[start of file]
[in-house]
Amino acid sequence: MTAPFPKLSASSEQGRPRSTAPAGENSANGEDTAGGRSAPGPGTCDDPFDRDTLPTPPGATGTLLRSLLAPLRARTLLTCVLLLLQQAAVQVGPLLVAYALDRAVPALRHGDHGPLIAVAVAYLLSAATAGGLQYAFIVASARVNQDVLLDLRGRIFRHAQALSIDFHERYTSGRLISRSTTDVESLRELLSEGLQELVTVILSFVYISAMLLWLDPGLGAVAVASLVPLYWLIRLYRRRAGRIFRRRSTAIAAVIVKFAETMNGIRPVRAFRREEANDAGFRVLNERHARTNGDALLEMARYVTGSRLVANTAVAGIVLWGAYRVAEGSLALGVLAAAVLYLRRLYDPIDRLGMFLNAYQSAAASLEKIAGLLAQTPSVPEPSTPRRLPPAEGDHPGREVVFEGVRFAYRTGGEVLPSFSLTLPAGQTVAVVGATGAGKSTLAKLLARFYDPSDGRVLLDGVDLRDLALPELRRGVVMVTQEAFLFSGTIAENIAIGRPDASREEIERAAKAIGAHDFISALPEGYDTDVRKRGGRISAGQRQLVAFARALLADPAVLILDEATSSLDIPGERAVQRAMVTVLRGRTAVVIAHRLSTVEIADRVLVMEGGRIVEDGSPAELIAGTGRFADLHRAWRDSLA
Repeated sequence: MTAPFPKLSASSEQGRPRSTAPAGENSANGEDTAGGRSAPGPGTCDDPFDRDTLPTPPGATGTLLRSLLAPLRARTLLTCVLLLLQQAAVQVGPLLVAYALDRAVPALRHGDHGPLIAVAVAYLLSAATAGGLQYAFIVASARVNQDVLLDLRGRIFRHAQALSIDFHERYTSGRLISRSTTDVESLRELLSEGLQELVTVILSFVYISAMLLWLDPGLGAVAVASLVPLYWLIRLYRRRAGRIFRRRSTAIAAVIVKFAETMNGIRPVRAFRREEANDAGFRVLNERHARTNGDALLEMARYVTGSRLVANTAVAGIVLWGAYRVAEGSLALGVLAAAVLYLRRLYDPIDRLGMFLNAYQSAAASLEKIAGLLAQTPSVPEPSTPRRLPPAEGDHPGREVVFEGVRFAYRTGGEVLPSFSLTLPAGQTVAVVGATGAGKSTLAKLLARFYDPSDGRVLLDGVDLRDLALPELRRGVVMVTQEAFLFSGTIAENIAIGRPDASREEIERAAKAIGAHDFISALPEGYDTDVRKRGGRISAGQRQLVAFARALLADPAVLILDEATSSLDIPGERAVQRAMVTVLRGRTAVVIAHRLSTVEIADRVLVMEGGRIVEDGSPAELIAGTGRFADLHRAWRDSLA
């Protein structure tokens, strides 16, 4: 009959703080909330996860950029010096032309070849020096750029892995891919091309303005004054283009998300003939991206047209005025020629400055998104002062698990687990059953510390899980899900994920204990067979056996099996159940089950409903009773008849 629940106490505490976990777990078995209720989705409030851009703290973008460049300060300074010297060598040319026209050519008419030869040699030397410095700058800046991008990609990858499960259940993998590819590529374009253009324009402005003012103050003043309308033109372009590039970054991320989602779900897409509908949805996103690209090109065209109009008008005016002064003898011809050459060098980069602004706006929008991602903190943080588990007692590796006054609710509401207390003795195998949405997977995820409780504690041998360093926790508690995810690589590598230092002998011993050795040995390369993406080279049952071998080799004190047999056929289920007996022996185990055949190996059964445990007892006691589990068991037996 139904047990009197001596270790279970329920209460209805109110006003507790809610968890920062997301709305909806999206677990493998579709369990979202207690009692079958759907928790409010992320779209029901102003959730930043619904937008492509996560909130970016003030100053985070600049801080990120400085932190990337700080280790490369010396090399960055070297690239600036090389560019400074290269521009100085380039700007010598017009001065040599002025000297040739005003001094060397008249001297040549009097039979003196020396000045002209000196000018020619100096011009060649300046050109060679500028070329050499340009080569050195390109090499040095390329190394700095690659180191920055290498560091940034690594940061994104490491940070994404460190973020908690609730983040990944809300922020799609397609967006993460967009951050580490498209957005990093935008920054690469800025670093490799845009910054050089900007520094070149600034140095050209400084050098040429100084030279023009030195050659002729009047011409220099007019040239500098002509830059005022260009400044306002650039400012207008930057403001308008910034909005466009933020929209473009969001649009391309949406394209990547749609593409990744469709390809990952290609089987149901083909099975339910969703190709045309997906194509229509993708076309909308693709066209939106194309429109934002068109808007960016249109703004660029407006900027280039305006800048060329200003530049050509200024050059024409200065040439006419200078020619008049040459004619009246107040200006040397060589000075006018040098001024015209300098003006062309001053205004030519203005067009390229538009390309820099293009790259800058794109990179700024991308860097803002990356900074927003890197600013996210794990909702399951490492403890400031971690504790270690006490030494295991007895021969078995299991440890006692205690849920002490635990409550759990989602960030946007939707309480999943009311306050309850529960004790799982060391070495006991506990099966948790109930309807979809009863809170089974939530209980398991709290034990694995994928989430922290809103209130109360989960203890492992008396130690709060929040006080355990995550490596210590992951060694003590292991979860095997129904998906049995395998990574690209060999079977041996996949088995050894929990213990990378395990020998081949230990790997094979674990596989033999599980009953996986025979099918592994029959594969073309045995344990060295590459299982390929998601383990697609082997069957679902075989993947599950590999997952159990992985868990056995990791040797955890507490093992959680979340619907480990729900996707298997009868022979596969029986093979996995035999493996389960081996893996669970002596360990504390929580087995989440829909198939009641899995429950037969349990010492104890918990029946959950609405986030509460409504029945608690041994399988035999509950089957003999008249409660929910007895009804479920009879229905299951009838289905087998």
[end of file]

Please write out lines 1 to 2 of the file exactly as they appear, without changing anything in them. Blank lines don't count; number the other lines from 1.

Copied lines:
[in-house]
Amino acid sequence: MTAPFPKLSASSEQGRPRSTAPAGENSANGEDTAGGRSAPGPGTCDDPFDRDTLPTPPGATGTLLRSLLAPLRARTLLTCVLLLLQQAAVQVGPLLVAYALDRAVPALRHGDHGPLIAVAVAYLLSAATAGGLQYAFIVASARVNQDVLLDLRGRIFRHAQALSIDFHERYTSGRLISRSTTDVESLRELLSEGLQELVTVILSFVYISAMLLWLDPGLGAVAVASLVPLYWLIRLYRRRAGRIFRRRSTAIAAVIVKFAETMNGIRPVRAFRREEANDAGFRVLNERHARTNGDALLEMARYVTGSRLVANTAVAGIVLWGAYRVAEGSLALGVLAAAVLYLRRLYDPIDRLGMFLNAYQSAAASLEKIAGLLAQTPSVPEPSTPRRLPPAEGDHPGREVVFEGVRFAYRTGGEVLPSFSLTLPAGQTVAVVGATGAGKSTLAKLLARFYDPSDGRVLLDGVDLRDLALPELRRGVVMVTQEAFLFSGTIAENIAIGRPDASREEIERAAKAIGAHDFISALPEGYDTDVRKRGGRISAGQRQLVAFARALLADPAVLILDEATSSLDIPGERAVQRAMVTVLRGRTAVVIAHRLSTVEIADRVLVMEGGRIVEDGSPAELIAGTGRFADLHRAWRDSLA